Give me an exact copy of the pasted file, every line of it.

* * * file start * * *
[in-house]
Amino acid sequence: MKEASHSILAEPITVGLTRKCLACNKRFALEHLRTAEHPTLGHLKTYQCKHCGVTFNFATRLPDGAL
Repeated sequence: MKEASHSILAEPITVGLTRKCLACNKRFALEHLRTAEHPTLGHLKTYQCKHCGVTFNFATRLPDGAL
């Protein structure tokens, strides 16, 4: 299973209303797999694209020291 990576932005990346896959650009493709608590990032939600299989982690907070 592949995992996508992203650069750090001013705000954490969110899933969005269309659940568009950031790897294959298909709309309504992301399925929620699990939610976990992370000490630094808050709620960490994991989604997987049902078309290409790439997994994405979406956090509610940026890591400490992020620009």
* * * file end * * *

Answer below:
[in-house]
Amino acid sequence: MKEASHSILAEPITVGLTRKCLACNKRFALEHLRTAEHPTLGHLKTYQCKHCGVTFNFATRLPDGAL
Repeated sequence: MKEASHSILAEPITVGLTRKCLACNKRFALEHLRTAEHPTLGHLKTYQCKHCGVTFNFATRLPDGAL
């Protein structure tokens, strides 16, 4: 299973209303797999694209020291 990576932005990346896959650009493709608590990032939600299989982690907070 592949995992996508992203650069750090001013705000954490969110899933969005269309659940568009950031790897294959298909709309309504992301399925929620699990939610976990992370000490630094808050709620960490994991989604997987049902078309290409790439997994994405979406956090509610940026890591400490992020620009």